Immunologic study of the human immune system poses special safety problems associated with the risk for infection with human disease agents. Attention in recent years has focused on possible infection with the AIDS (HIV-1) virus. It should be noted, however, that human materials may harbor other dangerous pathogens, including hepatitis B virus (HBV), cytomegalovirus, EBV, and a host of bacterial pathogens.
The basic framework for safety in immunologic research is encompassed in the concept of the biosafety level. This defines a set of procedures mandated by the type of microorganism being handled, or likely to be handled, as well as the number of such organisms involved and the nature of the manipulations to be carried out. Biosafety level 1 (BL-1), the lowest level, applies to ubiquitous microorganisms found in the general environment and requires that standard microbiological practices be followed—including the use of mechanical pipetting devices, daily decontamination of work surfaces, prohibition of eating, smoking, and application of cosmetics in the laboratory area, use of laboratory coats, and appropriate hand washing. Biosafety level 2 (BL-2) applies to organisms capable of producing disease of moderate severity in normal healthy individuals. It assumes all the features of BL-1 and, in addition, applies more stringent conditions for laboratory cleaning, use of containment equipment (e.g., biosafety cabinets)—particularly if aerosols will be generated—and autoclaving of laboratory wastes. Biosafety level 3 (BL-3) applies to possible exposure to microorganisms capable of causing serious illness. This level differs from the BL-2 level in that it provides for a double-door entry system into a sealed "inner" laboratory having a unidirectional airflow. At this biosafety level, tissue is manipulated only within biosafety cabinets, centrifugation of specimens is accomplished with sealed safety cups, and special clothing and gloves are routinely worn. Finally, BL-4 applies to laboratory work with pathogens that pose a life-threatening risk to laboratory workers when even "casual" contact with tissue occurs. The safety practices employed at this level are an intensification of those at the BL-3 level and include extensive clothing changes before entering the work area, decontamination of waste, strict training of all laboratory personnel, and the use of class II biosafety cabinets (which provide for physical isolation of specimens) or of lower-class cabinets in association with one-piece positive-pressure personnel suits ventilated by a life-support system.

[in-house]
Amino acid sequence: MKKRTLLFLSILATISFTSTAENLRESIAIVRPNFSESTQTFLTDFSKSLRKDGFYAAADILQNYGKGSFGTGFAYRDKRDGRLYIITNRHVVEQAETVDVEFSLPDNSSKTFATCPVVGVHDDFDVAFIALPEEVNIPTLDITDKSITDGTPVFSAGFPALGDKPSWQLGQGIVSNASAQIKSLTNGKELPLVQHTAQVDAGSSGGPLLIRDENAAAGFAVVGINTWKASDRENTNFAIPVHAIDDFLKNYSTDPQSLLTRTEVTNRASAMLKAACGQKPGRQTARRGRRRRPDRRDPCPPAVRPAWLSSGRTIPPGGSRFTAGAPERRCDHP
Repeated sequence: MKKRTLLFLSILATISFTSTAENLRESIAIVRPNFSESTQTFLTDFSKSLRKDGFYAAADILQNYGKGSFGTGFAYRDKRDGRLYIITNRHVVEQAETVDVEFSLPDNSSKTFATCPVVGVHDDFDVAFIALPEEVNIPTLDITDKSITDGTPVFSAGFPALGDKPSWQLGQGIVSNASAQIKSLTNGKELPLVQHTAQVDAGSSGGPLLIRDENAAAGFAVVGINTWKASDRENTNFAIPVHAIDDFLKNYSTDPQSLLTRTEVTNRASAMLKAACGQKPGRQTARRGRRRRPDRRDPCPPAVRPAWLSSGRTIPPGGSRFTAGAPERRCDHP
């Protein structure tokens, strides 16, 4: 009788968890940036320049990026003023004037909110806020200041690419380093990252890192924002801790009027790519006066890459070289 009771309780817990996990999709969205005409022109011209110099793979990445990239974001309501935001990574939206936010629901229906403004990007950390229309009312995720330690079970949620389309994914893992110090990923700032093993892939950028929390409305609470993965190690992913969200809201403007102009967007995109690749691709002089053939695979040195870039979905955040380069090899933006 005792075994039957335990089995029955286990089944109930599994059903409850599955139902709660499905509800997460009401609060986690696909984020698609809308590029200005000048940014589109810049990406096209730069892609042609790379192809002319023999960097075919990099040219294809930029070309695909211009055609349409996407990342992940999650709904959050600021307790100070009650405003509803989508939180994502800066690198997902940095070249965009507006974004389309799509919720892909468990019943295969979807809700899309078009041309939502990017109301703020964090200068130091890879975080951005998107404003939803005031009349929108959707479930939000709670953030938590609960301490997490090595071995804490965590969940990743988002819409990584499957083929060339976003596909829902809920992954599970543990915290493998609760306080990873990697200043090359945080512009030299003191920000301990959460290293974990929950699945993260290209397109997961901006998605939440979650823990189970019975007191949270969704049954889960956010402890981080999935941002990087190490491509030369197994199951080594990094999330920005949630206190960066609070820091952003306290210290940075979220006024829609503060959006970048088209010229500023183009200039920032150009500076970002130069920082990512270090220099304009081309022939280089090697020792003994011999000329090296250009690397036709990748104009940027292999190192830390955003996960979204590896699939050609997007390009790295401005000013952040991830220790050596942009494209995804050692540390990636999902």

Most laboratory work with materials containing blood-borne pathogens can be safely accomplished with BL-2 level procedures, except when unusually large numbers of organisms must be handled or when aerosols will be generated. BL-3, on the other hand, is reserved for the more dangerous infectious agents and is the preferred level for research involving HIV-1. Both the BL-2 and BL-3 levels require the presence of a laboratory leader that is fully versed in safety practices, and, in addition, requires provision of safety training programs for workers and the establishment of laboratory-specific safety manuals. Particular attention must be given to the possibility of laboratory accidents that will result in infection of a laboratory worker (or waste handler) and the institution of strict procedures that prevent such accidents. Obvious examples here are the proscription of mouth pipetting and the use of instruments that cause skin breaks without adequate glove protection. It is essential that all persons working in a laboratory in which human tissues are being processed be fully aware of the potential for exposure to various pathogens present in the tissue. When a break in safety procedure and undue exposure does occur, it is the responsibility of everyone concerned to investigate the incident and to bring the exposed individuals to immediate medical attention.
Details concerning biosafety levels, precautions necessary for individual infectious agents, and other pertinent information is provided in the Centers for Disease Control/National Institutes of Health handbook Biosafety in Microbiological and Biomedical Laboratories. Every researcher engaged in the study of human tissue is advised to have a copy of this handbook in the laboratory. Another publication of particular use to those working with HIV-1 is Working Safely with HIV in the Research Laboratory: Biosafety Level 2/3, which contains procedures for biosafety in general and HIV in particular, as well as a wealth of other material relating to working with HIV in the laboratory.
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